Those of you who have been to India know what it’s like. For those of you who haven’t I’ll try to give you a glimpse, a few early impressions. India is not easy: care and consciousness are needed with regard to food, water, traffic, mosquitos and the possibility of theft. We are constantly paying attention. When eating out eat nothing raw, and no meat of any kind. At home make sure all fruit and vegetables have been first washed in water with a few drops of grapefruit seed extract to disinfect them. Only drink bottled water. Especially remember this when cleaning your teeth since it’s so automatic to just turn on the tap.
I’ve been bitten by mosquitoes four or five times. Not really worried about it, but it does mean I need to take more care with regards to using insect repellent. My choices are Avon Skin So Soft bath oil, which, of course, makes my skin oily, or regular insect repellent with a high percentage of DEET. So it’s oil or chemicals – take your pick. I’m tending to alternate. The incidence of malaria around Tiru is not high apparently but we’re not willing to take the risk. Oh, I don’t know. We have some idea that if we take enough care we’ll get out of here alive.
The water issue has been the easiest to deal with as the previous tenant in our apartment left large containers of delivered water, and he had no problems with it, and so far neither have we.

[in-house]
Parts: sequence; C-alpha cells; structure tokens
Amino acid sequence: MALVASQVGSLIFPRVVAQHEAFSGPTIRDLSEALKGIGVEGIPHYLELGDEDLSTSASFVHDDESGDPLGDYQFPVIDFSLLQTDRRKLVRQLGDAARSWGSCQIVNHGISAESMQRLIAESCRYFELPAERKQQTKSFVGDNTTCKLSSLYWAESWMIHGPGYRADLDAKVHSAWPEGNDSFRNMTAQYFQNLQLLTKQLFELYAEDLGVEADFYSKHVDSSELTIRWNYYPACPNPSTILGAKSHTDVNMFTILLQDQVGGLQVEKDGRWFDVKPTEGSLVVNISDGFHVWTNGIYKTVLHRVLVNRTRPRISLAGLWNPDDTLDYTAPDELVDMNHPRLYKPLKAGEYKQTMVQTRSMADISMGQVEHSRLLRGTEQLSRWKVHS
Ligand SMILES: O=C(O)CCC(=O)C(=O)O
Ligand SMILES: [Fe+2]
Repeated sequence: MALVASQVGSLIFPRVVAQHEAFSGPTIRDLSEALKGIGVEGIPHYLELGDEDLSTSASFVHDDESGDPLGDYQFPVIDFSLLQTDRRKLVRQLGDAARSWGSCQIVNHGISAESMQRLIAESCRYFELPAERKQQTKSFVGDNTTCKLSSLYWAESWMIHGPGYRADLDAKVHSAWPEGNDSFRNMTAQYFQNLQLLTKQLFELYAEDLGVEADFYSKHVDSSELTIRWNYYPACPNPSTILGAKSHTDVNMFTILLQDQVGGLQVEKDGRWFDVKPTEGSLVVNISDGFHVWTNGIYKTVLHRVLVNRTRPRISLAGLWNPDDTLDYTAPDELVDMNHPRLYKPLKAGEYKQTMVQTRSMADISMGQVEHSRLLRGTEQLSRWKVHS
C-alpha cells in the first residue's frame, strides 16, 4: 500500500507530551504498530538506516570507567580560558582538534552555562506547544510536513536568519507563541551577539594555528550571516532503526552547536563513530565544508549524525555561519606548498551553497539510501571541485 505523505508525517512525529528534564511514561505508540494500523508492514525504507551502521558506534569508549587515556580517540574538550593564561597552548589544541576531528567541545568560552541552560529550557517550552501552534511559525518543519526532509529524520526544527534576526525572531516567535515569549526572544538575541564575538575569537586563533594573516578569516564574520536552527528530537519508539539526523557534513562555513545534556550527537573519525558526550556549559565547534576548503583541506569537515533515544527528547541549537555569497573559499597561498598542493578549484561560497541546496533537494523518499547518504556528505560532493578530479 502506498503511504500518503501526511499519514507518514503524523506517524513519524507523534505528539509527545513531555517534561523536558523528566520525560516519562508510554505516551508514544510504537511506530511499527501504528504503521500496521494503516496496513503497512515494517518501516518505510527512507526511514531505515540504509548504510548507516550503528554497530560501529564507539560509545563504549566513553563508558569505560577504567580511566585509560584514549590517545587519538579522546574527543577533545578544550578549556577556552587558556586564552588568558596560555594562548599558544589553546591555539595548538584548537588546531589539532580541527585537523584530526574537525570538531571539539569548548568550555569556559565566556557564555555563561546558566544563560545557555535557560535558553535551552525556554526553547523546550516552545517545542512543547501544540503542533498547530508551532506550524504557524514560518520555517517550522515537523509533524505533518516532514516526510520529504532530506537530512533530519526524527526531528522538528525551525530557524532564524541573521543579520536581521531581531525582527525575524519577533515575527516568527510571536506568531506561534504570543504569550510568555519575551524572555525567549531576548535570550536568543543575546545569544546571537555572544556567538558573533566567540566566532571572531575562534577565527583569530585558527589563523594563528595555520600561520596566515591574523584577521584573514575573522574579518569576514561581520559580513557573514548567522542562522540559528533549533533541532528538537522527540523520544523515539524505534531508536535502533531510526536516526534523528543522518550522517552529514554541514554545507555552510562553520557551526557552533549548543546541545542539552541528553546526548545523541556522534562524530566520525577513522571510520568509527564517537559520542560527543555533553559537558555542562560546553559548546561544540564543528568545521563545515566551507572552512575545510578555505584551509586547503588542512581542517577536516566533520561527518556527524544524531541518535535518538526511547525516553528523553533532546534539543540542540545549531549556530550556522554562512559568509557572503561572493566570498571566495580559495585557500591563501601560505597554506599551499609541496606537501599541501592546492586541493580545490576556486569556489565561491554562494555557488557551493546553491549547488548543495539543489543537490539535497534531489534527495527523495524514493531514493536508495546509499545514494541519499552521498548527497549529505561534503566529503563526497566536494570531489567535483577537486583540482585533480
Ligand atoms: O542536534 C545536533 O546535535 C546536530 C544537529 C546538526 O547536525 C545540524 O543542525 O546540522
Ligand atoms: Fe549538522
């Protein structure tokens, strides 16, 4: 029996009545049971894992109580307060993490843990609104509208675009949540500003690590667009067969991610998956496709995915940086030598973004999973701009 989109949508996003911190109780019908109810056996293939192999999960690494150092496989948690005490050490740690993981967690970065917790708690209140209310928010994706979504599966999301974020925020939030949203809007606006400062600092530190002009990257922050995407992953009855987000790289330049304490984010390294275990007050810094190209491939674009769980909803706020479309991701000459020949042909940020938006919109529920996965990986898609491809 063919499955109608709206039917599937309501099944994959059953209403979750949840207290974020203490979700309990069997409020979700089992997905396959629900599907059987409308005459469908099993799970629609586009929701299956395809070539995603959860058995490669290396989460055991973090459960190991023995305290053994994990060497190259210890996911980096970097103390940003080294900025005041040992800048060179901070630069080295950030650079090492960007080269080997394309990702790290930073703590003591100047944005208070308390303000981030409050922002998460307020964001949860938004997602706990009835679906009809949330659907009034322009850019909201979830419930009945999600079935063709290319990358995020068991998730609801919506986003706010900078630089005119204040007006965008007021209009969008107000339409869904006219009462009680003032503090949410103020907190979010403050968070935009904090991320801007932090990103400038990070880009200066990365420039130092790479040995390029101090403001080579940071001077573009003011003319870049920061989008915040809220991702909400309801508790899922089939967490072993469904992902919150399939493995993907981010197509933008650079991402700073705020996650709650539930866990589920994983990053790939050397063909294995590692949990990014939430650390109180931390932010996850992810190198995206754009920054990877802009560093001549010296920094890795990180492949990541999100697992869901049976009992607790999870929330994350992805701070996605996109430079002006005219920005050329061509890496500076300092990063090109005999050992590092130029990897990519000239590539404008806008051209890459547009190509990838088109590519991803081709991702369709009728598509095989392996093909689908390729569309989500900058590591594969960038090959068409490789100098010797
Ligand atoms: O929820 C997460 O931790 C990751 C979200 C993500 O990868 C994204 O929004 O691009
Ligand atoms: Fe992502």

I love the hot weather, but it’s no tropical paradise. It’s dirty and dusty and squalid and crowded and messy and noisy and there is very little that’s beautiful about it. There may have been once, way back when, but not any more – humanity, in vast numbers, has taken over, and the streets are filled with people, cows, auto-rickshaws, cars, buses, trucks, bicycles, scooters, and garbage. Only the garbage is silent. Always always always watch where you are walking – the ground is uneven whether paved or dusty dirt, and there is much to step in that you’d really rather not. Our apartment is a sparse and spartan oasis.
The gate into our apartment building
Oh but the life! Life living itself, with so much richness and busyness and noise and colour. As we get here, really get here, a little more each day, we get to see how very alive it is, how wonderful it is. People are as people everywhere of course. Most are friendly and welcoming. All are busy living their lives in the best way they can manage. It’s a fabulous mélange of sights and sounds – sari’s in every bright colour, sadhus (holy men) everywhere, girls in sparkly dresses and bare feet, for that matter pretty much everyone is in bare feet, dogs and cows and goats and chickens mixed in with cars and trucks and scooters and bicycles, bright fruit stalls, and really brightly coloured buildings next to huts of palm fronds. It’s organized chaos, and amid the chaos businesses are run, meals get cooked, goats herded, cows milked, and jobs done. The people are wonderfully friendly.
And there’s monkeys everywhere, and peacocks and peahens roaming the grounds of the ashram.
We arrived in Tiruvannamalai during “Pongal”, an annual four-day harvest festival. Special chalk drawings called kolams (symbols of happiness and prosperity) are done out the front of the house. Cows horns are decorated. Parades are held. Unfortunately we missed the cow parade due to a jet-lag nap.
We saw a wild mongoose – up close! We walked around the mountain. We sat and chatted with the Wandering Swami of Arunachala. The longer we are here, the more we love it. More to come in the next post.